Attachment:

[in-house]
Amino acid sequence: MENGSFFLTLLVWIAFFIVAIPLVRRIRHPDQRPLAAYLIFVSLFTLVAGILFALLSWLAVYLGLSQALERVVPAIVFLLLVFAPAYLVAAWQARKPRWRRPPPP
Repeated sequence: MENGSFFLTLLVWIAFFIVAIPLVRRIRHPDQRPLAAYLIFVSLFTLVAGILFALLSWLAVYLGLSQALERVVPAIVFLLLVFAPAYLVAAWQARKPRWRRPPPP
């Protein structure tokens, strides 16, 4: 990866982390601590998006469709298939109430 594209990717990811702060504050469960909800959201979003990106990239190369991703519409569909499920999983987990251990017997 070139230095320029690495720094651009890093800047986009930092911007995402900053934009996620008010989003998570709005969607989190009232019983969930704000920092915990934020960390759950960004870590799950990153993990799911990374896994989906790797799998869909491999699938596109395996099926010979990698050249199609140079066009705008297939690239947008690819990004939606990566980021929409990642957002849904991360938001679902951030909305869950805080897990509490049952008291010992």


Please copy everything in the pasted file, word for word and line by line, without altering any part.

[in-house]
Amino acid sequence: MENGSFFLTLLVWIAFFIVAIPLVRRIRHPDQRPLAAYLIFVSLFTLVAGILFALLSWLAVYLGLSQALERVVPAIVFLLLVFAPAYLVAAWQARKPRWRRPPPP
Repeated sequence: MENGSFFLTLLVWIAFFIVAIPLVRRIRHPDQRPLAAYLIFVSLFTLVAGILFALLSWLAVYLGLSQALERVVPAIVFLLLVFAPAYLVAAWQARKPRWRRPPPP
């Protein structure tokens, strides 16, 4: 990866982390601590998006469709298939109430 594209990717990811702060504050469960909800959201979003990106990239190369991703519409569909499920999983987990251990017997 070139230095320029690495720094651009890093800047986009930092911007995402900053934009996620008010989003998570709005969607989190009232019983969930704000920092915990934020960390759950960004870590799950990153993990799911990374896994989906790797799998869909491999699938596109395996099926010979990698050249199609140079066009705008297939690239947008690819990004939606990566980021929409990642957002849904991360938001679902951030909305869950805080897990509490049952008291010992």